He had been talking to Lupin and had found out that a newly formed organization, labeled the Wizardry International Teaching Society, was being founded in Norway. This would be just one branch of the organization, namely the European Branch, and it would mainly service the Wizardry Schools in Europe but would also work to coordinate with wizarding schools world wide. It was being designed to utilize the most prestigious wizards and witches in the world who would together develop new standardized curriculum ideas to be circulated among the various Wizardry schools.
They were specifically looking for someone to help with their Defense Against the Dark Arts curriculum. Lord Voldemort may have been destroyed, but the Wizarding world was not keen on allowing any more evil wizards to terrorize them again. They had contacted Lupin for recommendations, who in turn had told Harry about the opportunity.
Harry wasn’t sure what made Lupin think such a high-ranking board of elite wizards and witches would consider him for the position. When he had voiced this concern to Lupin, his old professor had laughed. Lupin said that McGonagall had been right in assuming that there were many opportunities available for Harry now. In fact, the opportunities were endless. No one would turn down a job to Harry Potter. When Harry had arrived in Diagon Alley for the first time, nearly everyone in the Wizarding world had known about Harry Potter – the famous boy who had lived. But now there was no person in the Wizarding World who could possibly not know him as the boy who lived, who defeated He-Who-Must-Not-Be-Named, and who saved their entire world. Harry thought perhaps Lupin had gone mental. Harry was just a normal wizard with no real experience to speak of.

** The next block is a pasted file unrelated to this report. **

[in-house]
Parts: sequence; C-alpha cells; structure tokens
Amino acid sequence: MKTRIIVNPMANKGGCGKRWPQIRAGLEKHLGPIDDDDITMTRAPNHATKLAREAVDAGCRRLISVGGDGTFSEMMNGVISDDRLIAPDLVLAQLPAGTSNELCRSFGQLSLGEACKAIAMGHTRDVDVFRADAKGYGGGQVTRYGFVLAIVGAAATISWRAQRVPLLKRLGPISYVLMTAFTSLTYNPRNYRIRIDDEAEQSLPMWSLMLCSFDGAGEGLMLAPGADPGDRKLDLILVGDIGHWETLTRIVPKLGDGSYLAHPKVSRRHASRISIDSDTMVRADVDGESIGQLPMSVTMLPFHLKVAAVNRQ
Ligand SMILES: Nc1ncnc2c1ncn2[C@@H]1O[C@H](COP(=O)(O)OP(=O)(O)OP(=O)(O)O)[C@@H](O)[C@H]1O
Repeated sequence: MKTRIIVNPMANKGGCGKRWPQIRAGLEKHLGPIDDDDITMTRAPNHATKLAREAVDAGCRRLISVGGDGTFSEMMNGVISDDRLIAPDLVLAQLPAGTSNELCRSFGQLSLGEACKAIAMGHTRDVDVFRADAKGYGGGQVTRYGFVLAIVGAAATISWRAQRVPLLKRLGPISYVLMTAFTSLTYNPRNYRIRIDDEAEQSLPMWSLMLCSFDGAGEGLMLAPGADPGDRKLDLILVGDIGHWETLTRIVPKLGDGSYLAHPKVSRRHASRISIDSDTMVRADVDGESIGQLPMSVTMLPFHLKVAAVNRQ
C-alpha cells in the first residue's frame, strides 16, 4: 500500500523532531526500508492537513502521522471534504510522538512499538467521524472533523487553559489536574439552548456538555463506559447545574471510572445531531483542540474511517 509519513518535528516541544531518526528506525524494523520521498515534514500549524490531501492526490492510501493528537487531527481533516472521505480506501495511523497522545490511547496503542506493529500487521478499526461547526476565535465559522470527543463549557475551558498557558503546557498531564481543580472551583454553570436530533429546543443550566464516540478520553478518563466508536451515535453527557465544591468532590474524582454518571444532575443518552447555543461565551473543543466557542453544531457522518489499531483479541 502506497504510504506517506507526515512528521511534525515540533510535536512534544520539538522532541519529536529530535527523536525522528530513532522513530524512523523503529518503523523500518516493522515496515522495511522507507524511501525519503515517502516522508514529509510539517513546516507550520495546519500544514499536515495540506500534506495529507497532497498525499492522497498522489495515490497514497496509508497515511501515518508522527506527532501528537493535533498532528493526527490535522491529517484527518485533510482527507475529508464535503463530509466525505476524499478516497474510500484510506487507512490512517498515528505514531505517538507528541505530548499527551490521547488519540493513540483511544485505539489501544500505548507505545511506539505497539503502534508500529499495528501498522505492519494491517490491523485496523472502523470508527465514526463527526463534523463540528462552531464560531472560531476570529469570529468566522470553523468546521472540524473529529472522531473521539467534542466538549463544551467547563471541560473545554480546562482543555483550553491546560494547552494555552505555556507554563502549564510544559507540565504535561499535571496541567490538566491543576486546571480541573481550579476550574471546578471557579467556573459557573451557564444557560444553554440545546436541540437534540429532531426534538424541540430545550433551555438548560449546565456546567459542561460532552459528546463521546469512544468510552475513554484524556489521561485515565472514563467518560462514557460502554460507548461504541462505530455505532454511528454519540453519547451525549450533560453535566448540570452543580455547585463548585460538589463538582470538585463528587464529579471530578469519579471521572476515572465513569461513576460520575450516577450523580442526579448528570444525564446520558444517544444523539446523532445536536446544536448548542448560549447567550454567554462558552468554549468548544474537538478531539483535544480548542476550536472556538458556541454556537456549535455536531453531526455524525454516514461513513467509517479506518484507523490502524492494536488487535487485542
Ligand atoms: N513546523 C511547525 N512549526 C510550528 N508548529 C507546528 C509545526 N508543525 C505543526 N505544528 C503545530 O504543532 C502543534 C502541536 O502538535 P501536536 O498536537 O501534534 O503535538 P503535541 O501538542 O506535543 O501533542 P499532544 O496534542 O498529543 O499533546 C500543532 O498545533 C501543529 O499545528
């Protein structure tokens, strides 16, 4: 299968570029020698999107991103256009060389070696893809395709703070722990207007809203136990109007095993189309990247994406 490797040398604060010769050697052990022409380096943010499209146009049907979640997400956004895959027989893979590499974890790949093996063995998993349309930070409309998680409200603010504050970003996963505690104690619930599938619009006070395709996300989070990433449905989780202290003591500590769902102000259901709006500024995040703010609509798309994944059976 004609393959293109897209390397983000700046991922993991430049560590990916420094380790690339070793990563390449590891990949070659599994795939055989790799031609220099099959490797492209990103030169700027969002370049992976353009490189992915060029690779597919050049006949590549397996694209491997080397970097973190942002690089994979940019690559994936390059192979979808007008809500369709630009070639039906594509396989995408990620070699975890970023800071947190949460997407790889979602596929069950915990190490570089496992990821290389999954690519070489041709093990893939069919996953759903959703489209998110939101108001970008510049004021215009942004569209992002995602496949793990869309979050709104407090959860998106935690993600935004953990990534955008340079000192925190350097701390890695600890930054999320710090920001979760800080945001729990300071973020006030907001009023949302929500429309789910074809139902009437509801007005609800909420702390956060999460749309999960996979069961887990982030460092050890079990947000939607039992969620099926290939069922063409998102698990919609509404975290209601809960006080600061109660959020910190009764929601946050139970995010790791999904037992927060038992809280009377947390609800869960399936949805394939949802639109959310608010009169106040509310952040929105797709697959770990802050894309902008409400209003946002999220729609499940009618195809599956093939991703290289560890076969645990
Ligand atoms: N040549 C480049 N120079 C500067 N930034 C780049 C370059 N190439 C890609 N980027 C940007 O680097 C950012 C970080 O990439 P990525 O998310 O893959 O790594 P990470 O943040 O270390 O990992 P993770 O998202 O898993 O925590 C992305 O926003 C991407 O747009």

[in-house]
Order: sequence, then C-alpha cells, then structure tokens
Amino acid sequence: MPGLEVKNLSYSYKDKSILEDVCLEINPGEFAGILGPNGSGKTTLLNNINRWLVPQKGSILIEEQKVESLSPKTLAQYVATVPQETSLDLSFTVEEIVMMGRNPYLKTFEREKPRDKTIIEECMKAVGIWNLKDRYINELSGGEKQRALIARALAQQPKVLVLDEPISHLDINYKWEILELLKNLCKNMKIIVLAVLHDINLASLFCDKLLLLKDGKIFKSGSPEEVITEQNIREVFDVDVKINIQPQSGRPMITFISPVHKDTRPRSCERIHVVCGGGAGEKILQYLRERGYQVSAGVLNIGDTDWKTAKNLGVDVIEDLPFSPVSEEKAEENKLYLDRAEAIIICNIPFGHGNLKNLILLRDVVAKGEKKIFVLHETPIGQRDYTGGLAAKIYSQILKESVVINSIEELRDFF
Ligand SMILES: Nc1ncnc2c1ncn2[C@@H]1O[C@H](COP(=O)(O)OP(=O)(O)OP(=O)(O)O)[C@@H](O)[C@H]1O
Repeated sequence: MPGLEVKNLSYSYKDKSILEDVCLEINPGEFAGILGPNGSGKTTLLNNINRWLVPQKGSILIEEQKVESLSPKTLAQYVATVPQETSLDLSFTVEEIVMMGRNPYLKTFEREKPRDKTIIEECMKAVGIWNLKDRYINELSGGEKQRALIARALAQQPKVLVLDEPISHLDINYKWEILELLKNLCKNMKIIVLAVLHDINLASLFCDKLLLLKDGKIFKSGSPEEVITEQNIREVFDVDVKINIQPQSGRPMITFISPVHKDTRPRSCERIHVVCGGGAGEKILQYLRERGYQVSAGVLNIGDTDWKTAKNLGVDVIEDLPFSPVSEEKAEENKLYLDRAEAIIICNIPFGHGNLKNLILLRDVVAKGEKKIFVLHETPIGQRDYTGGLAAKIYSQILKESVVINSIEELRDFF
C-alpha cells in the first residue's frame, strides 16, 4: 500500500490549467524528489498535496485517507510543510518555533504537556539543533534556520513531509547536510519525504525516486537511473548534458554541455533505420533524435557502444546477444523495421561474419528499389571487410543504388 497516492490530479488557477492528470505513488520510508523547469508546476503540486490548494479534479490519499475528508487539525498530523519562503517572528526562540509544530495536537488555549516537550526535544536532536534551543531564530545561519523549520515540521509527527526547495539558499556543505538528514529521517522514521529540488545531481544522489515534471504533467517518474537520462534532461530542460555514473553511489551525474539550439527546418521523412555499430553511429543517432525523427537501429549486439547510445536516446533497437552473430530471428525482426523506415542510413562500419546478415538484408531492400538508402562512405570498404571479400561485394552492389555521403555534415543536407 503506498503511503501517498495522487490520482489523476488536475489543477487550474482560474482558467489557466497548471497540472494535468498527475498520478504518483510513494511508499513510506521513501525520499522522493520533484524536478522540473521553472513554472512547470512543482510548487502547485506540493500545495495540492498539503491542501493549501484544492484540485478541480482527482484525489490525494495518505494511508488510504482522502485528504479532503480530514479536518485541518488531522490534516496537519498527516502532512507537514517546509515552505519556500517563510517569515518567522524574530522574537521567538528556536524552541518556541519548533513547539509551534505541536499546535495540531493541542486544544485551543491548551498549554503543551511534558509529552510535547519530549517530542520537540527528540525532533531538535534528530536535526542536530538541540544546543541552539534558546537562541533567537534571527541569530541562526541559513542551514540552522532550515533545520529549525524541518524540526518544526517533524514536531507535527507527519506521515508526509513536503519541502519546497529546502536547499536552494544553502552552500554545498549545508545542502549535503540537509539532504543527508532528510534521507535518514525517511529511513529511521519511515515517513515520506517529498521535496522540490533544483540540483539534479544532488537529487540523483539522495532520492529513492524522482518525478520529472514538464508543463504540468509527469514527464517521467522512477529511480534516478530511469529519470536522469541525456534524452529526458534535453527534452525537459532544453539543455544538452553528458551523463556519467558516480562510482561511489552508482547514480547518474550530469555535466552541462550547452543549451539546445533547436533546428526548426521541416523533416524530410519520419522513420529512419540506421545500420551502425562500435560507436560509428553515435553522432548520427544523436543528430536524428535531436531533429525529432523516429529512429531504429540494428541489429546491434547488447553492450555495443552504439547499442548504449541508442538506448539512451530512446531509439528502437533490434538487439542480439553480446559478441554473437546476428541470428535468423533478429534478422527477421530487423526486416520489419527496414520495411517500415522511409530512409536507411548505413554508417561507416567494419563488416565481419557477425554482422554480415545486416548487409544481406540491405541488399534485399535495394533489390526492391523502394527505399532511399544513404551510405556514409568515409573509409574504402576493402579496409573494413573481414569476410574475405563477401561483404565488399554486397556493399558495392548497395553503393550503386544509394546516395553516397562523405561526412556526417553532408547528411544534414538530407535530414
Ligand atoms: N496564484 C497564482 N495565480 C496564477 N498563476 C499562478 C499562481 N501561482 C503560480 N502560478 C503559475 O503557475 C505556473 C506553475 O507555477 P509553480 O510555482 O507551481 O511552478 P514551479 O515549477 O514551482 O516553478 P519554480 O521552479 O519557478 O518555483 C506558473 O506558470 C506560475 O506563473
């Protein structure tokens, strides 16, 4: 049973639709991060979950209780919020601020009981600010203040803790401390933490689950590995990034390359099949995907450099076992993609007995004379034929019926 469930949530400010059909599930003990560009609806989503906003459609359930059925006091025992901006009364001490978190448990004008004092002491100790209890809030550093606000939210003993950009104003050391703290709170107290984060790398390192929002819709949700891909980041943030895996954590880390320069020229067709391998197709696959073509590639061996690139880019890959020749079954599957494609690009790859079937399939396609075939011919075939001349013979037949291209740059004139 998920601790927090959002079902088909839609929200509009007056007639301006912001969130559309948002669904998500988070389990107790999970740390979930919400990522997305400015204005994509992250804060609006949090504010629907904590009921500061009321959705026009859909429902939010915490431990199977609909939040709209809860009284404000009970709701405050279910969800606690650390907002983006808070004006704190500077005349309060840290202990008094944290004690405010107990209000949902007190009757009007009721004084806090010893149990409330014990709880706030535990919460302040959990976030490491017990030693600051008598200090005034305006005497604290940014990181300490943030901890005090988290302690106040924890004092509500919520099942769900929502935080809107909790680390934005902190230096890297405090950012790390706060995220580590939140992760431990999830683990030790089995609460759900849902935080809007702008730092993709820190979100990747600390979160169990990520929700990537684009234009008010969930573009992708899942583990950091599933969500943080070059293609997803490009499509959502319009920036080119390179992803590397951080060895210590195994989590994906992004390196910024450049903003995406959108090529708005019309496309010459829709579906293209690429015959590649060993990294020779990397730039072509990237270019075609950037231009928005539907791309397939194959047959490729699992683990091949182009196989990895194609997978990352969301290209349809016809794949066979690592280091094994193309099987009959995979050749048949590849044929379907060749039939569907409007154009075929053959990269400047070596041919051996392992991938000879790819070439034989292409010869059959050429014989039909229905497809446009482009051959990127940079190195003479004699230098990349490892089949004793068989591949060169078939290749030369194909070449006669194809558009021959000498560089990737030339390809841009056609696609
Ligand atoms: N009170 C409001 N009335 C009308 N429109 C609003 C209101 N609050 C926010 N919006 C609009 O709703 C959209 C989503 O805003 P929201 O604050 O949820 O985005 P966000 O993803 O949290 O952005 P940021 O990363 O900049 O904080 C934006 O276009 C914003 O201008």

Lupin had laughed at this again. Harry had defeated the darkest wizard known in their lifetime. That was all the qualification he needed. And for a job like this one in Norway, he had plenty of experience. His numerous encounters with Dementors, Death Eaters, and Lord Voldemort gave Harry plenty to work with when it came to discussing defense tactics. Lupin really seemed to feel that Harry would be a great resource for coming up with ideas on how to educate students on Defense Against the Dark Arts, specifically because of Harry’s experience leading Dumbledore’s Army.
And, Lupin had assured him, he wouldn’t be a celebrity there. He would be working with some of the best of the best. They had all seen battle and dark wizards, just like he had. They would respect him, despite his age, and they would know what it was like not to want to revisit old dark memories just to tell stories to nosy inquisitors. Harry had to admit that the job sounded like a good one. He wasn’t ready to teach or go back to classes, but he certainly felt like he could discuss Defense Against the Dark Arts with other intelligent and experienced wizards and witches.
But Harry hadn’t yet told anyone that he was seriously considering this option. It would get him out and away, and it would provide him with time alone to deal with and bury his grief. But he couldn’t help feeling nervous about what the Weasleys or Hermione might say. Nevertheless, he pushed the thought aside, refusing to let it derail him. He decided the next time he saw Lupin, he would find out how soon he could leave for Norway.